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Cooking rice the Japanese way

Cooking rice the Japanese way | in a rice pot

In Japanese cuisine, rice (Gohan) is omnipresent, considered healthy, and appears in various forms. It's not surprising that in Japan, various methods of preparing it have been perfected. Find out how to effortlessly create the best bowl of rice for any occasion.


In this article you will find valuable details on the following methods for cooking the perfect rice:

» Method 1: Steaming the Japanese way

» Method 2: Preparation in boiling water

» Method 3: Cook in the rice stove

How to find the perfect rice

Japanese short-grain rice, Japonica, comes in two main types: Uruchimai, the fluffy one, and Mochigome, the sticky one. The variation you choose depends on what you want to make: Sushi, Onigiri (rice balls with nori seaweed and delicious filling), Chahan (fried rice), or just a simple bowl as a main dish? Koshihikari and Sasanishiki are top-notch varieties that any connoisseur will recommend. This rice is suitable for all dishes, while Mochigome can be used to create delicious desserts like the famous rice cakes and the festive red Osekihan with Azuki beans.

Onigiri on a serving plate

Regardless of the variety you choose, make sure to keep the rice airtight after purchase and store it in a dark, cool, and dry place. This way, the package will last a long time, and the rice will remain enjoyable. Flavor-wise, Japonica tends to stay in the background: Its mild aroma is characteristic of Japanese dishes. Fragrant long-grain varieties such as Jasmine or Basmati rice are something exotic in Japanese cuisine: they have a stronger, distinct aroma, do not stick well to traditional dishes, and are more challenging to handle with chopsticks. Also, Parboiled rice, a type of polished rice, is not part of Japanese cuisine as it tends to be more separate. Nevertheless, you can cook almost any variety similarly and with the same utensils as Japanese rice.

Light and fluffy: special features of Japanese rice cuisine

Today, almost everyone in Japan has a rice cooker because it can quickly, healthily, and effortlessly create a meal. For Japan, white rice, which balances and enhances the flavor of each dish, is part of everyday life – and since it's often hectic, every minute counts. However, in good restaurants, there is traditionally nothing but handcrafted rice pots made of cast iron that enrich the rice dish with dedication and aroma. Additionally, rice cooked on the stove has a particularity: Okoge, as the crispy browned rice stuck to the bottom of the pot is called. Although it is usually discarded in our culture, it is particularly popular among young Japanese for its special aroma. As long as it's not burnt, it's no less healthy than white rice. There are even restaurants where you can eat it: Okoge is steamed again in the iron pot before serving, making it easy to separate from the pot bottom with chopsticks and enjoy. Why not try it yourself!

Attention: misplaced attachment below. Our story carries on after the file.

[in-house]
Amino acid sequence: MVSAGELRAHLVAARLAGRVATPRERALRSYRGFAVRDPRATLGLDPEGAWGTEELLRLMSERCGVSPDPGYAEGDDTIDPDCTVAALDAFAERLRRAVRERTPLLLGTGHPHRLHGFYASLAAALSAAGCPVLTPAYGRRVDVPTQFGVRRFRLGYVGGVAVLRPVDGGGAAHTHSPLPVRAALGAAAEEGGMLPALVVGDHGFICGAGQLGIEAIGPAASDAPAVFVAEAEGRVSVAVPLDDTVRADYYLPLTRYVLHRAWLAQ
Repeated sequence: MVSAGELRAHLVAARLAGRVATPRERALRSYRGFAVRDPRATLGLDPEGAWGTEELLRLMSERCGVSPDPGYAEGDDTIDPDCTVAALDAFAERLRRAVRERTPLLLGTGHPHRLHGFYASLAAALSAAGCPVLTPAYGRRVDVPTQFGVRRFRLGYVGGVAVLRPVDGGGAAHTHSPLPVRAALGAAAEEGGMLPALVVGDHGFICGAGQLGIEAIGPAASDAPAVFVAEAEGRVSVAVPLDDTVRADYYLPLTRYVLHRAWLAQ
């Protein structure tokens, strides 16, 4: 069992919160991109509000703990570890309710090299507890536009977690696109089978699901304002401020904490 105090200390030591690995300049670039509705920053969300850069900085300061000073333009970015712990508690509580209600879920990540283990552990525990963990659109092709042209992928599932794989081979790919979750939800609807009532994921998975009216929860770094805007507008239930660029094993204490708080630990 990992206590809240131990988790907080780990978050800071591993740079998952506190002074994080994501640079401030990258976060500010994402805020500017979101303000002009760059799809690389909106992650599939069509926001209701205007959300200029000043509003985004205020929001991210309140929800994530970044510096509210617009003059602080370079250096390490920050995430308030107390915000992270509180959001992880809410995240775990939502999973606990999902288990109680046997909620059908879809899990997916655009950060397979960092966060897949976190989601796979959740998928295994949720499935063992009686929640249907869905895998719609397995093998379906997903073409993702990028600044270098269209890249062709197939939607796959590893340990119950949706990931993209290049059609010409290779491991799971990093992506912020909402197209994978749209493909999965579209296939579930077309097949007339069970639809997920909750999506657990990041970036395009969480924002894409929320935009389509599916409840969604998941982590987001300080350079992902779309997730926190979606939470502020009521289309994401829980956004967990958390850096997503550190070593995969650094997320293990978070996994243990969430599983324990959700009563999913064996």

People also like to make Onigiri from Okoge, and it is dipped in green tea, resulting in the specialty called Ochazuke. For this, you can simply mix a cup of cooked rice with a cup of Japanese green tea and eat it with ingredients like shredded nori seaweed, grilled salmon, roasted sesame seeds, pickled Umeboshi plums, and Wasabi.

The recipe for the best rice

Before cooking, it is essential to wash the rice first. This will help you get rid of excess starch that gives the rice a bitter taste and avoid a lumpy result. To do this, place the desired amount of rice in a bowl. For each serving, you can use half a cup (120g). Use plenty of cold water for washing, pouring it into a bowl with the rice so that it is completely covered. Carefully swirl the rice around and repeat the process about four times with fresh water. The water should be less cloudy at the end, but it will not be completely clear: Starch continues to come out, but you have now removed all other unwelcome residues.

Afterward, it's best to let the rice soak for an additional 10-20 minutes. This will result in a more uniform, soft, and fluffy outcome, while also saving on cooking time. If time is limited, this step can be skipped once in a while. However, for glutinous rice (Mochigome), a soaking time of at least two hours is a must. Ideally, let this type of rice swell overnight – the longer, the faster the cooking process. Finally, let the rice drain well in a sieve for at least 5 minutes to maintain the correct rice-water ratio during cooking and restore the rice's stability.

There are three proven methods for achieving loose, soft, and well-cohesive rice – whether with or without a rice cooker:

Method 1: Steaming the Japanese way

We recommend this method of preparation, which is traditionally Japanese yet light and quick.